Honestly, other than talking with my dad about Johnny, I wasn’t even thinking about it with the broadcast, but now that you guys point it out, I looked and it was obvious they were clueless, or didn’t care. I fully agree with the sentiments about bout Chip and Joe. Joe, in particular, gets under my skin a LOT. I could go on all day, but where I fully lost respect for him was when he began making what I considered to be very rude comments about Hunter Pence’ “awkwardness”. Yes, he is awkward acting, but so what!? He’s a good ball player, and deserves more from a broadcaster than the kinds of comments Joe regularly makes when we play against Pence and Co. I don’t mind at all saying, Joe is a total moron, and Chip is nothing more than a glorified color guy. My daughter can analyze baseball better than Simpson.

          • fireboss

            Joe gets dumber the longer he sits by Chip. and on pence. I believe it was Milo Hamilton bu tit could have been Larry Dierker when he was announcing for the Astros or one of their stand-ins that said Pence looks awkward running, throwing hitting and isn’t at all elegant. All he does is hit 20 homers, drive in 80 runs, steal a dozen bases a year while catching everything that comes his way and throwing out enough runners to make them think twice about running on him. Why would anyone want that?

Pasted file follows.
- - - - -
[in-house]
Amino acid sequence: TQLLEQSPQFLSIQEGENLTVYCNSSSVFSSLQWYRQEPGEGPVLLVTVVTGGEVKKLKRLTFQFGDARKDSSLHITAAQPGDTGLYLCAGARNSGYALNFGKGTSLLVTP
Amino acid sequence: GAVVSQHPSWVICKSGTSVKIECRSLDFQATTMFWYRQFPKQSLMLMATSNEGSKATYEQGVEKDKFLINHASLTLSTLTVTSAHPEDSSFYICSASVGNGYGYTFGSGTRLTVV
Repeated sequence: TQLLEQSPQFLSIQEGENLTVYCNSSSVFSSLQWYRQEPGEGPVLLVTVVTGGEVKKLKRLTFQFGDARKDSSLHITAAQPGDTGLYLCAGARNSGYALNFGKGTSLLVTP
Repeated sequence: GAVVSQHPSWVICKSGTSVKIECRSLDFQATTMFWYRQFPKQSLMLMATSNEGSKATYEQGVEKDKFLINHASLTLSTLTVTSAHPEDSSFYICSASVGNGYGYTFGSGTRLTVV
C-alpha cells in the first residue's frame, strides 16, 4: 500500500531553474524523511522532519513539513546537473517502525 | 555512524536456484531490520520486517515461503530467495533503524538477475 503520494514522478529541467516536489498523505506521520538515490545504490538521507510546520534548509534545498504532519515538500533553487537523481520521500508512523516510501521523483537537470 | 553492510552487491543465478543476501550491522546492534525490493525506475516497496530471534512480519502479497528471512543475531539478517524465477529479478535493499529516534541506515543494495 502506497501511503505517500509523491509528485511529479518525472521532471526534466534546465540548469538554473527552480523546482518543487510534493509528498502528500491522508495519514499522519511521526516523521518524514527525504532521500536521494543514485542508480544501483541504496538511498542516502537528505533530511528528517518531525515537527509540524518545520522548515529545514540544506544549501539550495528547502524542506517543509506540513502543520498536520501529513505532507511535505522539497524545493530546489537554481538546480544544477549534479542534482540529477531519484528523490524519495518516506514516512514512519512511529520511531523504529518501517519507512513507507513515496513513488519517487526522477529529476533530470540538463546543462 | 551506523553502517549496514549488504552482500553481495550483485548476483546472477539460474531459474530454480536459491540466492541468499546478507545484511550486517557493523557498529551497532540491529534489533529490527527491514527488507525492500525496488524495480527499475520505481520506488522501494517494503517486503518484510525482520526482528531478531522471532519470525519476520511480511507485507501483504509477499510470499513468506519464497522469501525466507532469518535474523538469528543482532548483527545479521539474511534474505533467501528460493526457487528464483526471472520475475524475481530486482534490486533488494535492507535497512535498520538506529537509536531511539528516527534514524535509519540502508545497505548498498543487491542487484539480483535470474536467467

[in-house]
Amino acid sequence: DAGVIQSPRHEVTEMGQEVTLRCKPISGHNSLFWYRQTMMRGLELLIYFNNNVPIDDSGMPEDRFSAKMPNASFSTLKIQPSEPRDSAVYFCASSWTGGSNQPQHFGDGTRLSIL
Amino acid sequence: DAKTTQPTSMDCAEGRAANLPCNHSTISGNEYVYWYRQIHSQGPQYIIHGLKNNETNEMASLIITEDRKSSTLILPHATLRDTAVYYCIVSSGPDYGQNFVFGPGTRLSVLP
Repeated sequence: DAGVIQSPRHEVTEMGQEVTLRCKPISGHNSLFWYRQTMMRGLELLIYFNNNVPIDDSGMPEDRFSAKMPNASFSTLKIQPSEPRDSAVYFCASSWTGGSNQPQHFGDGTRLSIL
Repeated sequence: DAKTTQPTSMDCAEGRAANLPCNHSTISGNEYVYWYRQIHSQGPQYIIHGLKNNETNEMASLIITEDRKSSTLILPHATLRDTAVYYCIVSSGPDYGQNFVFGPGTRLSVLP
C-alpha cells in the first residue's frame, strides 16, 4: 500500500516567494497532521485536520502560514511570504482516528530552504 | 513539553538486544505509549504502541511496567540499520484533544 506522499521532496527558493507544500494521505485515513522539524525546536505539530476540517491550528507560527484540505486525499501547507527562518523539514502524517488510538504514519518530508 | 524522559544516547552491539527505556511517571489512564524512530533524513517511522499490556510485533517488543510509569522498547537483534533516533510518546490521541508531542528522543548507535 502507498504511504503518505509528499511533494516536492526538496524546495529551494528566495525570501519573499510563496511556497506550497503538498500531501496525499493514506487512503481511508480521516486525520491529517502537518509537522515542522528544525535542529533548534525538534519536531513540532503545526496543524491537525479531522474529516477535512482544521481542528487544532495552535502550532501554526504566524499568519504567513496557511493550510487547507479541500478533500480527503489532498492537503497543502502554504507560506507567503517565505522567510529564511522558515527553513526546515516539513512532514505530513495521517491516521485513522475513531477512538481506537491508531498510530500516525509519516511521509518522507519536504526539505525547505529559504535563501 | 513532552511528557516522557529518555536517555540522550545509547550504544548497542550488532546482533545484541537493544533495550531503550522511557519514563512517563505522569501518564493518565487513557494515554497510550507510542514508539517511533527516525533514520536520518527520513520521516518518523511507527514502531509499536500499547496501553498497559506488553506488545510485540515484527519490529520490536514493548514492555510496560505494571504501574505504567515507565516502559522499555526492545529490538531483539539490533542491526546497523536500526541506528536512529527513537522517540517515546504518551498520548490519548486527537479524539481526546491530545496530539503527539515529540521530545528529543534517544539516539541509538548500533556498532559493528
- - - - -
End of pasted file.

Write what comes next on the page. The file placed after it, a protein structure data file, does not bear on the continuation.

• cheadrick

            haha. Yeah, I hated missing out on Pence back when we had a hair of a chance at him. Pence is awkward, not just his running, but pert near everything he does. I could care less! Joe’s comments were not only rude about Pence, but they smack of an air of superiority, as if you’re not cool unless you have certain social graces, etc. Ridiculous. Is it just me, or does Joe Simpson seem, well, kind of fake at times?

          • fireboss

            I really wanted both but Pence would have been a great add and likely a better long term asset. Joe isn’t all that smart he morphs into the guy he’s sitting next to. He’s a classic Ron Burgandy, outit on the teleprompter and he can read it but don;t let him extemporize. Sitting with the hair teeth and eyebrows brought him down. That said there are a crop of awful broadcasters on Fox, the Fish, and Nats are awful. Really need a new duo who aren’t from the cookie cutter mlb announcer school.

  • William

    As a 10 year old I got to see the Braves in an exhibition game in l959 in a one-tank town in SC. Logan came to the fence where the three of us kids were watching warm-ups, took our autograph book (stolen from a sister!) and passed it around among the players near the dugout. Buhl, Spahn, Aaron, Adcock ..even Fred Haney. What a kind, good-hearted hero!

    • fireboss

      That’s a special story William and typical of Logan who always remembered where he came from. Thank you for sharing that.